Highlights of the Collection - Forerunners of abstract art in Brazil , including the first artist to embrace geometric abstraction, Cícero Dias (1907-2003) and the influential teacher Samson Flexor (1907-1971) are represented, as are major works by the most cutting-edge and avant-garde artists and groups active in the 1950s: the Grupo ruptura of São Paulo , and Rio de Janeiro s Grupo Frente. Artists from these groups include Waldemar Cordeiro (1925-1973) and Mauricio Nogueira Lima (Grupo ruptura); and the brothers César (1939-) and Hélio Oiticica (1937-1980) and Lygia Pape (1929-2004) from Grupo Frente. The collection is also strong in work from the Neo-concrete movement, with six major constructions by Lygia Clark (1920-1988). In addition, the collection features major artists who embraced constructive tenets yet worked independently of these groups, including Alfredo Volpi (1896-1988), Mira Schendel (1919-1988), and Sergio Camargo (1930-1990).
The Collector - The son of Polish Jewish immigrants who arrived in Brazil in the 1930s, Adolpho Leirner was born in 1935 in the city of São Paulo . In 1953 he went to Engl and to study textile engineering and design. During his four-year stay, he became acquainted with the legacy of the international Constructivist movements of the first half of the 20th century. At the same time, he developed a passion for architecture and design. Upon his return to Brazil in the late 1950s, Leirner focused his attention on Brazilian decorative arts and contemporary art. In 1961 he bought the first work of what would later constitute his unique collection: Em vermelho [In Red] (1958) by the artist Milton Dacosta (1915-1988). Naturally drawn to Brazilian constructivism, he noticed its disappearance from the publics attention in the 1960s, as the emergence of figure-based trends such as Pop Art flourished. At that point, Leirner decided to concentrate his collecting efforts on Brazilian geometric abstraction. Largely through his direct contact with living artists and influential dealers, he was able to systematically gather exemplary works of these key movements in his country.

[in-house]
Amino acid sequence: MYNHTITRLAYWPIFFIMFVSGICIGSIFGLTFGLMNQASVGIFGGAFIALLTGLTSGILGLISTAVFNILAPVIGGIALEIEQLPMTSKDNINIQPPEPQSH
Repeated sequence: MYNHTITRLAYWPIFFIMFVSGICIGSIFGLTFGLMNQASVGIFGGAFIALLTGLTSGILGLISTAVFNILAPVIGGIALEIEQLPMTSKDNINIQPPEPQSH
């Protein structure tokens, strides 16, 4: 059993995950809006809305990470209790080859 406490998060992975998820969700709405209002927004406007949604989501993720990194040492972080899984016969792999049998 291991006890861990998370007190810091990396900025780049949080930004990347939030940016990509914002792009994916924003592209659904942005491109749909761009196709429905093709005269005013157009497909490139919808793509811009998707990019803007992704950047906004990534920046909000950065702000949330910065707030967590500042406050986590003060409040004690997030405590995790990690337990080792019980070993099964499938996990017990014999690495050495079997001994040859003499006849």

As an art collector, Leirner combines both a passion for art as well as a sense of social responsibility. In a well-publicized statement about the meaning and purpose of collecting taken from his superb book, Constructive Art in Brazil: The Adolpho Leirner Collection, he describes his motto: To collect is to nurture a love affair, a passion; it is to uncover findings in a game of search and find, all of which are part of my life. At the same time, he underscored the ethical responsibility that comes with collecting:
collectors underst and they gather their collections not only for private fruition but for the benefit of society, and for this reason they keep and preserve them. An essential reference for the collection as well as for this specific period of art history, the 363-page volume was edited by Aracy Amaral and was published in 1998 by DBA Melhoramentos.